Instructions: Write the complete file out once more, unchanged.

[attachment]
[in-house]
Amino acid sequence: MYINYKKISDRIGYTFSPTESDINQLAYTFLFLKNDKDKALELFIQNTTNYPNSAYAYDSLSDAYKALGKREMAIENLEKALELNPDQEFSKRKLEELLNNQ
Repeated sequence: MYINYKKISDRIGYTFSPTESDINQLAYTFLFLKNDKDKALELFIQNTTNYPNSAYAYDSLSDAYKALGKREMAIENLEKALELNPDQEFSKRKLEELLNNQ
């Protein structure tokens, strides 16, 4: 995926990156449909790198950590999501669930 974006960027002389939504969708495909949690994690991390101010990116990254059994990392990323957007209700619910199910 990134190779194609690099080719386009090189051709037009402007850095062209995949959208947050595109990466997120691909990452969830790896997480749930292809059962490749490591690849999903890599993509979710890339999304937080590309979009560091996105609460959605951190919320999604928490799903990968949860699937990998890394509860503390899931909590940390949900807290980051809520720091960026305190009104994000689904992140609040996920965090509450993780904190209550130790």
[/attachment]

[in-house]
Amino acid sequence: MYINYKKISDRIGYTFSPTESDINQLAYTFLFLKNDKDKALELFIQNTTNYPNSAYAYDSLSDAYKALGKREMAIENLEKALELNPDQEFSKRKLEELLNNQ
Repeated sequence: MYINYKKISDRIGYTFSPTESDINQLAYTFLFLKNDKDKALELFIQNTTNYPNSAYAYDSLSDAYKALGKREMAIENLEKALELNPDQEFSKRKLEELLNNQ
């Protein structure tokens, strides 16, 4: 995926990156449909790198950590999501669930 974006960027002389939504969708495909949690994690991390101010990116990254059994990392990323957007209700619910199910 990134190779194609690099080719386009090189051709037009402007850095062209995949959208947050595109990466997120691909990452969830790896997480749930292809059962490749490591690849999903890599993509979710890339999304937080590309979009560091996105609460959605951190919320999604928490799903990968949860699937990998890394509860503390899931909590940390949900807290980051809520720091960026305190009104994000689904992140609040996920965090509450993780904190209550130790």